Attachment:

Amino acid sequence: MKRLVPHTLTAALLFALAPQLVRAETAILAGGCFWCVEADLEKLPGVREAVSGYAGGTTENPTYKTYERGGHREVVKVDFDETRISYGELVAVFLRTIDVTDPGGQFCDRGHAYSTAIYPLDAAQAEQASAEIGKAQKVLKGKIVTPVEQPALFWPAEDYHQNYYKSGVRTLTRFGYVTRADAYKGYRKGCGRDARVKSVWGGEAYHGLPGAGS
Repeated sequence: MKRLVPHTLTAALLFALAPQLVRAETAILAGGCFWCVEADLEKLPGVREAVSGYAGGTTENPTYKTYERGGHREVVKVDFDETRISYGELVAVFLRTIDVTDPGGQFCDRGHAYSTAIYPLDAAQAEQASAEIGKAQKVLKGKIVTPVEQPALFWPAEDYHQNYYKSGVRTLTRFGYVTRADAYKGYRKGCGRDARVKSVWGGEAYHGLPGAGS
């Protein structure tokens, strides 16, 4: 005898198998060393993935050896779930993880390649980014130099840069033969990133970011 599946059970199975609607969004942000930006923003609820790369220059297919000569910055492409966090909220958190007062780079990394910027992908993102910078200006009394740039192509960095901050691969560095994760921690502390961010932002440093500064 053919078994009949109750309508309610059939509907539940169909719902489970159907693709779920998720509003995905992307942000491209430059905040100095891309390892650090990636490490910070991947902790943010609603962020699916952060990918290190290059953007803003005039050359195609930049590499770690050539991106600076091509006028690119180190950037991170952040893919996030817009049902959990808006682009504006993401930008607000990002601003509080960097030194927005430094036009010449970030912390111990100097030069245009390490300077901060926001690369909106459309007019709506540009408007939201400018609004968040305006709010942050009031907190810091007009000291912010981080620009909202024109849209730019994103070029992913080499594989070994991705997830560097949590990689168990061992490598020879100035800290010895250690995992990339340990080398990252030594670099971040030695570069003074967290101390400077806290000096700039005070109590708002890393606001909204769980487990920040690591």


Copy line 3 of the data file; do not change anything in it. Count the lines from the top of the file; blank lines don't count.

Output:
């Protein structure tokens, strides 16, 4: 005898198998060393993935050896779930993880390649980014130099840069033969990133970011 599946059970199975609607969004942000930006923003609820790369220059297919000569910055492409966090909220958190007062780079990394910027992908993102910078200006009394740039192509960095901050691969560095994760921690502390961010932002440093500064 053919078994009949109750309508309610059939509907539940169909719902489970159907693709779920998720509003995905992307942000491209430059905040100095891309390892650090990636490490910070991947902790943010609603962020699916952060990918290190290059953007803003005039050359195609930049590499770690050539991106600076091509006028690119180190950037991170952040893919996030817009049902959990808006682009504006993401930008607000990002601003509080960097030194927005430094036009010449970030912390111990100097030069245009390490300077901060926001690369909106459309007019709506540009408007939201400018609004968040305006709010942050009031907190810091007009000291912010981080620009909202024109849209730019994103070029992913080499594989070994991705997830560097949590990689168990061992490598020879100035800290010895250690995992990339340990080398990252030594670099971040030695570069003074967290101390400077806290000096700039005070109590708002890393606001909204769980487990920040690591």